From here we'll explore Wyoming's capital city of Cheyenne, located in the extreme southeast corner of the state, and some surrounding areas before heading north.
Cheyenne's first permanent residents arrived there in July 1867, ahead of the Union Pacific railroad, which was being constructed at the time. From its initial population of 11, Cheyenne is now Wyoming's largest city with a population of 53,011 (2000 census.) Quite a metropolis! ;-)
The capitol building's cornerstone was laid on May 18, 1887 and the final wings were completed in 1917. Its design is modeled on the US Capitol building in Washington, DC.
A handsome Cheyenne house...
In addition to being the state capital, Cheyenne is also home to F.E. Warren Air Force Base (which began its life as an Army fort in the 1800's) and to Cheyenne Frontier Days!
Frontier Days, which began in 1897 and is held annually in late July, is a 10 day and 10 night extravaganza of professional rodeo, parades, live musical entertainment by the biggest names in country music, Native American dancing and more. During Frontier Days, Cheyenne's population swells to 3 times its normal size! But the locals handle the crowds with aplomb....Cheyenne's been voted America's "Most Polite City" by executives across the nation. :-)
Well, let's git on out of town now...
...leaving the madding crowds of Cheyenne behind (haha), and head west a bit, to Laramie. Laramie sits at 7165 feet above sea level ~ real nosebleed country! ;-)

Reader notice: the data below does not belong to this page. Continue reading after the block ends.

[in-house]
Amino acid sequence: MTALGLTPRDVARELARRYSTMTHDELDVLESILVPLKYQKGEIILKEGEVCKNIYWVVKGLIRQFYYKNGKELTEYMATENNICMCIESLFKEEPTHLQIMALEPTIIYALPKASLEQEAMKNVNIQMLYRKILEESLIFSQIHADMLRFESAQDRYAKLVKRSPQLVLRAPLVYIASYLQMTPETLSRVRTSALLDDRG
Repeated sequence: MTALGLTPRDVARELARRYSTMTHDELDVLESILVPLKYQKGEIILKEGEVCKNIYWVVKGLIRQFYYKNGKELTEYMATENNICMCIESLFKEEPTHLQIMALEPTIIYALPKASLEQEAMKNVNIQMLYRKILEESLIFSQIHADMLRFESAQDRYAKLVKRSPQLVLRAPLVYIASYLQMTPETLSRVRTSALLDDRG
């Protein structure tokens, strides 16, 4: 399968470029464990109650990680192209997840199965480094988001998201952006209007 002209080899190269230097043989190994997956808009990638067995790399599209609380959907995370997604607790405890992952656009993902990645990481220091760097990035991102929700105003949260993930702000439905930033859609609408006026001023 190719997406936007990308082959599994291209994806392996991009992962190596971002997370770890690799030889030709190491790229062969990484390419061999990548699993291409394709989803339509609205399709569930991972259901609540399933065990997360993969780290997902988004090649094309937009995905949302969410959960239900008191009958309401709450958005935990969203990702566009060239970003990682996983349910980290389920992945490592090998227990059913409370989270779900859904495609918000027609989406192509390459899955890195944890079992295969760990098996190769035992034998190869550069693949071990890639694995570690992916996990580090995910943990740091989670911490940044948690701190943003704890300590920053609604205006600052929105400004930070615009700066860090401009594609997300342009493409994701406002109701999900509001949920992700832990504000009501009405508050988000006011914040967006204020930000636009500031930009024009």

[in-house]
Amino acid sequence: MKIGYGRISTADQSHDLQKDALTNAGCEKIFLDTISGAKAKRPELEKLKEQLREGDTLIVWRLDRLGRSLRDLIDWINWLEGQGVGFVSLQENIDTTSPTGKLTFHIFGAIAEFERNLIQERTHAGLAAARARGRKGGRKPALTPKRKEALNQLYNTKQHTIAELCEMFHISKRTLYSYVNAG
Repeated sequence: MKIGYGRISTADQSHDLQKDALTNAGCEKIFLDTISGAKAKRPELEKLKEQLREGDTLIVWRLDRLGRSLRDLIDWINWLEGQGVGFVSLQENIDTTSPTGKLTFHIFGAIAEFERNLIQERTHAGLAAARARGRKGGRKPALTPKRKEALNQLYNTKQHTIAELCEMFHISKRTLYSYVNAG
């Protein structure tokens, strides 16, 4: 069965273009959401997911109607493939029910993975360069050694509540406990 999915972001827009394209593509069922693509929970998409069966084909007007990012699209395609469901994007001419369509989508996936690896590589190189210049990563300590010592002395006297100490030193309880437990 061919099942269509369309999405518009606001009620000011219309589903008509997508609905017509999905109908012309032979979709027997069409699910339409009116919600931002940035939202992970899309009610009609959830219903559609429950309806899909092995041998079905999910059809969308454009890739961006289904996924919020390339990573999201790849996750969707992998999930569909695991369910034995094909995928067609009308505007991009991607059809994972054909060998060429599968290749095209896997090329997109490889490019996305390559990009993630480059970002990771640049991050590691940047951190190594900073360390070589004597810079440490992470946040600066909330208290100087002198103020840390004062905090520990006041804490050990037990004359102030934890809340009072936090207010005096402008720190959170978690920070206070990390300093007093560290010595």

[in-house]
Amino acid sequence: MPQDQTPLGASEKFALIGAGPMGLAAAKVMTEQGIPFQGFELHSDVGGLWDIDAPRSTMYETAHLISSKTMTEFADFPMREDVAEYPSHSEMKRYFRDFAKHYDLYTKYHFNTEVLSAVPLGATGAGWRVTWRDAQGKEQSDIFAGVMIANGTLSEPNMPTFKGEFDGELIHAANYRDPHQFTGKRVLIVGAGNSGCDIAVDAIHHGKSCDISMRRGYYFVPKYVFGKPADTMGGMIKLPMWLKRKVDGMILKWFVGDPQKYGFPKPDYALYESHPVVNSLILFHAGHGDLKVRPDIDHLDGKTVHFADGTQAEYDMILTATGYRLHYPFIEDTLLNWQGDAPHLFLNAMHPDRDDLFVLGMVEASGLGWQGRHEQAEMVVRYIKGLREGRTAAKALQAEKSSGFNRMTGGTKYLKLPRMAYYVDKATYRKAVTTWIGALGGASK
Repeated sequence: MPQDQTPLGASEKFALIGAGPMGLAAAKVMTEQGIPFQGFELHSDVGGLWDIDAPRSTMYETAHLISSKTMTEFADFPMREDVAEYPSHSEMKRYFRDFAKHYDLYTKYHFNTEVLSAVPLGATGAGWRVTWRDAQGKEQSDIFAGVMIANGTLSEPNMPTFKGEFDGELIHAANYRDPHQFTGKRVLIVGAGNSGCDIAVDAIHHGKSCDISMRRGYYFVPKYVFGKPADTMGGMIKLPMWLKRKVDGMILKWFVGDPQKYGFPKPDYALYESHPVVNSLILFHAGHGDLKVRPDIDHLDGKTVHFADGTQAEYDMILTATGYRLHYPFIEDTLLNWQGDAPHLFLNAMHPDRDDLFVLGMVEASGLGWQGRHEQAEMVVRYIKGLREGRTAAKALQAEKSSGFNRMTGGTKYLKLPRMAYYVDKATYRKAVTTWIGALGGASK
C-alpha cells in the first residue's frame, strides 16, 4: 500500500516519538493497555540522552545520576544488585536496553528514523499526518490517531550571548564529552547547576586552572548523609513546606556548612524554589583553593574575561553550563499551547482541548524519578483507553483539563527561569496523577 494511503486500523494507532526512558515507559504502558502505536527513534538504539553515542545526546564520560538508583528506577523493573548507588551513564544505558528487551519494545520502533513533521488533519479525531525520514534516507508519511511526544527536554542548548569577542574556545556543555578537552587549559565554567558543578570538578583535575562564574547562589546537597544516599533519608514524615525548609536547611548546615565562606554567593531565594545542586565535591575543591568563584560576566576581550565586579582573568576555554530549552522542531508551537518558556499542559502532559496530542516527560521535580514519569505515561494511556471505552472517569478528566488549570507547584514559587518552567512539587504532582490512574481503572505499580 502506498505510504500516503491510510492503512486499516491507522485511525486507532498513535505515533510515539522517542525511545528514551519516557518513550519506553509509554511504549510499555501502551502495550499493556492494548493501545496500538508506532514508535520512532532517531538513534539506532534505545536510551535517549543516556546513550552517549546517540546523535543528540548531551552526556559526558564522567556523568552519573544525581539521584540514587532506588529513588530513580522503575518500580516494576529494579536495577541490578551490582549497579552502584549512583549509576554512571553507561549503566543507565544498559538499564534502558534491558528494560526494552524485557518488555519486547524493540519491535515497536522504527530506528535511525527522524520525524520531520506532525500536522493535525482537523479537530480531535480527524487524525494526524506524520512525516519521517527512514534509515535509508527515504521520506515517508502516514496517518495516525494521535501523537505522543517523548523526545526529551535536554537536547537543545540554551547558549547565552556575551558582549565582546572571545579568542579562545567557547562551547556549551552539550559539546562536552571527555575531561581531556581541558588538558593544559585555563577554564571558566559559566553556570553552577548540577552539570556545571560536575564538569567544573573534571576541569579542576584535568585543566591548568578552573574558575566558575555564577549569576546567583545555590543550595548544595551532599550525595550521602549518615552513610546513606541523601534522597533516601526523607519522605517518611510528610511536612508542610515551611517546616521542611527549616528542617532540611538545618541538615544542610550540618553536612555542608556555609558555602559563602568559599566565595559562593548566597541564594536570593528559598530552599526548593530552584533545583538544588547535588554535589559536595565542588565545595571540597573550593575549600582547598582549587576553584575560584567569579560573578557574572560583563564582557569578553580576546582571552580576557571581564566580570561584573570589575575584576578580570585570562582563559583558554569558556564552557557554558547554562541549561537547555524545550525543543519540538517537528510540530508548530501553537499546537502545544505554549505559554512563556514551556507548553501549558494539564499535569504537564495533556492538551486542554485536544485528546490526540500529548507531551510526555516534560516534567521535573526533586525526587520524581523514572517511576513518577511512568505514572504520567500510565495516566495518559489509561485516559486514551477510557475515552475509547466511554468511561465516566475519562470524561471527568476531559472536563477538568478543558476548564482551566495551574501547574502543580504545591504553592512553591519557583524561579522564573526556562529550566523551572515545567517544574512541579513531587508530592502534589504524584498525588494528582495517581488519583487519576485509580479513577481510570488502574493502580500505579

Laramie is the site of the University of Wyoming, home of the Wyoming Cowboys and Wyoming's only university, which opened its doors in 1887. From the beginning, UW was open to women. Wyoming was the first state or territory in the nation to give women the right to vote, on Dec 10, 1869. It was in Laramie that the first female vote was cast, by 70-year old Louisa Swain, on Sept 6, 1870.
This statue depicts Esther Hobart Morris, who is usually (though erroneously) credited with getting women the right to vote. In February, 1870 she became the first female justice of the peace anywhere. Wyoming also had the first woman governor in the nation, Nellie Tayloe Ross, elected in 1924. (There are some cynics who say Wyoming only gave women the right to vote to entice more females ~ a scarce and valued commodity in the wild frontier towns ~ into the state!)
Also in Laramie you will find the Wyoming Territorial Prison, built in 1872 to house federal convicts in the newly formed Wyoming Territory.
The most notorious criminal ever housed here was Butch Cassidy. The prison closed its doors in 1902 when the prison, now a State Prison, was moved to Rawlins. The old Territorial Prison is now open to the public as a museum.
We'll head northeast now, to Guernsey, close to the Nebraska border, where you will find these:
The old Oregon Trail ran through here in the mid 1800's, and the thousands of covered wagons have left a permanent legacy of their passing in the soft sandstone.
For another legacy of the Oregon Trail, we'll head almost due west, to a spot 50 miles southwest of Wyoming's second largest city, Casper.
Independence Rock is a state historic site, and a well-known landmark on the trail west, as thousands of emigrants scratched their names on its surface.
"Beaches of Cheyenne"
And now let's head due north, to Wyoming's northeast corner where we'll find the Big Horn Mountains and Devil's Tower!